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Rice V. Canada (Attorney General), File No. 37077, Supreme Court of Canada, 22 December 2016

Download the entire Aboriginal Legal Issues e-Newsletter — March 2, 2017.

The Supreme Court of Canada dismissed a leave application in regards to the 2016 order of the Québec Court of Appeal (2016 QCCA 666).

The appellants in this proceeding are status Indians who operate gasoline stations on the Kahnawake Reserve near Montréal. They claimed that they were exempt from the obligation to collect and remit taxes from the sale of gasoline. The Court of Appeal upheld a trial judgment that there was no "right to trade freely" based upon either section 35 of the Constitution Act, 1982 or the Royal Proclamation of 1763 . The Court of Appeal also agreed with the trial judge that section 87 of the Indian Act had no application, since the taxes were imposed on the customers, not merchants such as the appellants. The budget measures of the Québec government to administer these fuel taxes were not in relation to "Indians", and therefore ultra vires the provincial government, but were valid provincial laws. The doctrine of interjurisdictional immunity also had no application. The Court of Appeal decision was summarized in our e­Newsletter of 29 June 2016.

A summary of the case found on the Supreme Court of Canada's website was as follows:

Taxation ― Goods and services tax ― Fuel tax ― Aboriginal law ― Applicants are Status Indian, as defined in the Indian Act, R.S.C., 1985, c. I-5 ― Applicants assessed under Excise Tax Act, R.S.C. 1985, c. E-15, and An Act Respecting the Québec Sales Tax, CQLR c. T-0.1 for failure to collect and remit taxes from sales of gasoline to non-Indian consumers ― Whether the Royal Proclamation, 1763, an autonomous source of Aboriginal rights, grants Natives a right to free and open trade with all subjects of the Crown ― Whether Natives' right to free and open trade with all subjects of the Crown granted by the Royal Proclamation, 1763 is constitutionally protected ― Whether the tax compliance and administrative burdens uniquely placed upon Status ­Indian merchants carrying on business within a reserve and trading with Natives and non-Natives are an infringement of their constitutional right to trade freely and openly with all subjects of the Crown ― Whether the Fuel Tax Act, CQLR c. T-1, the Excise Tax Act and the Québec

Sales Tax Act are inoperative insofar as they infringe on this right ― Whether the liabilities that applicants are made to bear under these statutes are contrary to the protections afforded them by ss. 87 to 90 of the Indiant Act ― Whether Status Indians carrying on business entirely within the protected confines of the reserve are meant to have an economic advantage resulting from the protections afforded them by ss. 87 to 90 of the Indian Act ― Whether the courts below misapplied the principles relevant to economic advantage put forth by this Court.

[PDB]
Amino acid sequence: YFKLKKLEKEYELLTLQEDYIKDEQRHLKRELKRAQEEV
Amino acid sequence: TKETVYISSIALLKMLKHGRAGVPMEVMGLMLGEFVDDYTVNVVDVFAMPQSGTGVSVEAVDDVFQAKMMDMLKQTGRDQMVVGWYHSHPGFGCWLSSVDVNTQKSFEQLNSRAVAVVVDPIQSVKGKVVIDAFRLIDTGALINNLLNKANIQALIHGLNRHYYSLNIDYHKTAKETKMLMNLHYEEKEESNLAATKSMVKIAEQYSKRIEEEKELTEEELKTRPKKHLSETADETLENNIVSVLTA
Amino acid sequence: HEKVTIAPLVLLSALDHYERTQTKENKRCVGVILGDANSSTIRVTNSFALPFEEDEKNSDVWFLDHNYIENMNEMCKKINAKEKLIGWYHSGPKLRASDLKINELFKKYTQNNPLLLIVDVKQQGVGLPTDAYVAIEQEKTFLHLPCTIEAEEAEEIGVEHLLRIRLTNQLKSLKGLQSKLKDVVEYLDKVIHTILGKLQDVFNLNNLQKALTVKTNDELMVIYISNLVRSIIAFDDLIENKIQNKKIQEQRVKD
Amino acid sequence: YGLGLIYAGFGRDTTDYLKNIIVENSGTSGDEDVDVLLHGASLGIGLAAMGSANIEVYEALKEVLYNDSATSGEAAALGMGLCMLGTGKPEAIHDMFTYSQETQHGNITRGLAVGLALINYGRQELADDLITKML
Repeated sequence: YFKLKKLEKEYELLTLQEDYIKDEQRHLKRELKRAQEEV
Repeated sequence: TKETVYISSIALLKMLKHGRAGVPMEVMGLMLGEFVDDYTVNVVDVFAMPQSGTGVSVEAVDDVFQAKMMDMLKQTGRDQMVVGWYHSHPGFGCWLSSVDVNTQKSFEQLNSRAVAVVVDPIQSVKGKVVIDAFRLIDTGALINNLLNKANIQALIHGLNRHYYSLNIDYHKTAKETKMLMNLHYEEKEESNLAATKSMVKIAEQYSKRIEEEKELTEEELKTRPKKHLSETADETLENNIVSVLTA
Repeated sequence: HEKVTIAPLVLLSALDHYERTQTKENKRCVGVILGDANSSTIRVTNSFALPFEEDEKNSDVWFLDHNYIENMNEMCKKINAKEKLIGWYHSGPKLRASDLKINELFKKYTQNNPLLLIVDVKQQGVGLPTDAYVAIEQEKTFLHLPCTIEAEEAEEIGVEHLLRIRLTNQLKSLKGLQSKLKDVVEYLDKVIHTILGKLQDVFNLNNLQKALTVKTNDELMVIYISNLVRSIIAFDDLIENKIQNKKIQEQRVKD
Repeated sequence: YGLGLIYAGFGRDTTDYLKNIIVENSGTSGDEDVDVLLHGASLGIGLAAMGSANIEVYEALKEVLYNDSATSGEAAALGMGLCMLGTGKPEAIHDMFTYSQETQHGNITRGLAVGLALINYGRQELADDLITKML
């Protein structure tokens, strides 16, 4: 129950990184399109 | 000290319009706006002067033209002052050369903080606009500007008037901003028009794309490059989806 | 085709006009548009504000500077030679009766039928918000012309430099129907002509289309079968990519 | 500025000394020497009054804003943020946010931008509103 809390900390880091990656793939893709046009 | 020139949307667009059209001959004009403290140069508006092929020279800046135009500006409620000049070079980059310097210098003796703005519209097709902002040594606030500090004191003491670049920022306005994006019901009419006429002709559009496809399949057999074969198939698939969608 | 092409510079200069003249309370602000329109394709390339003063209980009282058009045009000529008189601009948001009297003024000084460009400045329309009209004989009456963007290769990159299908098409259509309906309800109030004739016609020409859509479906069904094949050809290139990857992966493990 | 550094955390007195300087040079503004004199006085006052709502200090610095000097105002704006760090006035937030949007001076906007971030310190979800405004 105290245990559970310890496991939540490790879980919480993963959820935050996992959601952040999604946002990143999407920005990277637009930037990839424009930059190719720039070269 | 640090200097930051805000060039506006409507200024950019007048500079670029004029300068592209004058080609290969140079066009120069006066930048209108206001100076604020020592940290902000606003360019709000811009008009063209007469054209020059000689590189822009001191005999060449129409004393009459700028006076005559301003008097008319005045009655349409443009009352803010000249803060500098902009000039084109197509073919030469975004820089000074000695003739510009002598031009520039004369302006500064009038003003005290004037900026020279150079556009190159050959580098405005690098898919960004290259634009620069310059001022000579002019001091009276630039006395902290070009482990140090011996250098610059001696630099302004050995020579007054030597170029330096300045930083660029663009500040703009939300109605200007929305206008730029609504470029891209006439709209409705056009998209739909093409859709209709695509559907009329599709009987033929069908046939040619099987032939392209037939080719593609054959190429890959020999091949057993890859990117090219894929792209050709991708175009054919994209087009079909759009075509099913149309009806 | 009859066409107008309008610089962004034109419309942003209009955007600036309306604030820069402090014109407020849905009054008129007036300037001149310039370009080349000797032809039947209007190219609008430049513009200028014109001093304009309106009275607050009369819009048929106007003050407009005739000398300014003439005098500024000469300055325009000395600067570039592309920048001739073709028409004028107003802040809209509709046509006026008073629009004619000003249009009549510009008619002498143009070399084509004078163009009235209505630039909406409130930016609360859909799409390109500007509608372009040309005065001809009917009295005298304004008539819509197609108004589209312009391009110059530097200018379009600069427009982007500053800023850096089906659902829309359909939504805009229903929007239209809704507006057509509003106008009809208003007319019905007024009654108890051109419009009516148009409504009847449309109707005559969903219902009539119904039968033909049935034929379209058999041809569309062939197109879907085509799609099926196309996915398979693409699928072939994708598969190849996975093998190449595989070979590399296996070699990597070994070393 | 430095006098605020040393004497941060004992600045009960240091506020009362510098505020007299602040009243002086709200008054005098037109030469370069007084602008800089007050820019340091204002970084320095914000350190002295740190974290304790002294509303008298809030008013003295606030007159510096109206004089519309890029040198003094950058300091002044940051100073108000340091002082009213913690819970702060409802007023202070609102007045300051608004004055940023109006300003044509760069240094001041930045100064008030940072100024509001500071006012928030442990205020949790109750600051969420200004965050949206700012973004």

The applicants are Status Indians and members of the Mohawk Nation. They own gasoline stations on a reserve. The majority of gasoline consumers are not Indian, but they purchase gas on the reserve in order to save money because merchants are not collecting applicable taxes on gasoline. Unlike Status Indian consumers who live on the reserve, other consumers must pay the federal goods and services tax (GST) and Québec sales tax (QST) when they purchase gasoline. The applicants are required to collect and remit these taxes to Revenue Québec which collects and administers GST on behalf of Canada. The applicants pay neither GST nor QST when they purchase fuel from their suppliers, but they do pay fuel tax, which is compensated when a retail sale is made.

Québec's Minister of Revenue sought to assess the applicants for the sales taxes that should have been collected and remitted. In response, the applicants sought a declaration that, as Status Indians, they had no obligation to act as collection agents of the applicable taxes, and that certain provisions of the Indian Act, the Excise Tax Act, the Québec Sales Tax Act and the Fuel Tax Act be declared inapplicable to them. The applicants further argued that they had the right to trade freely, based on the Royal Proclamation, 1763, and an ancestral right within the meaning of s. 35 of the Constitution Act, 1982. They also challenged Québec's fuel tax exemption program designed to benefit Indians from the exemption to pay fuel taxes when purchasing gasoline on a reserve.

The Supreme Court of Canada dismissed the leave application with costs.


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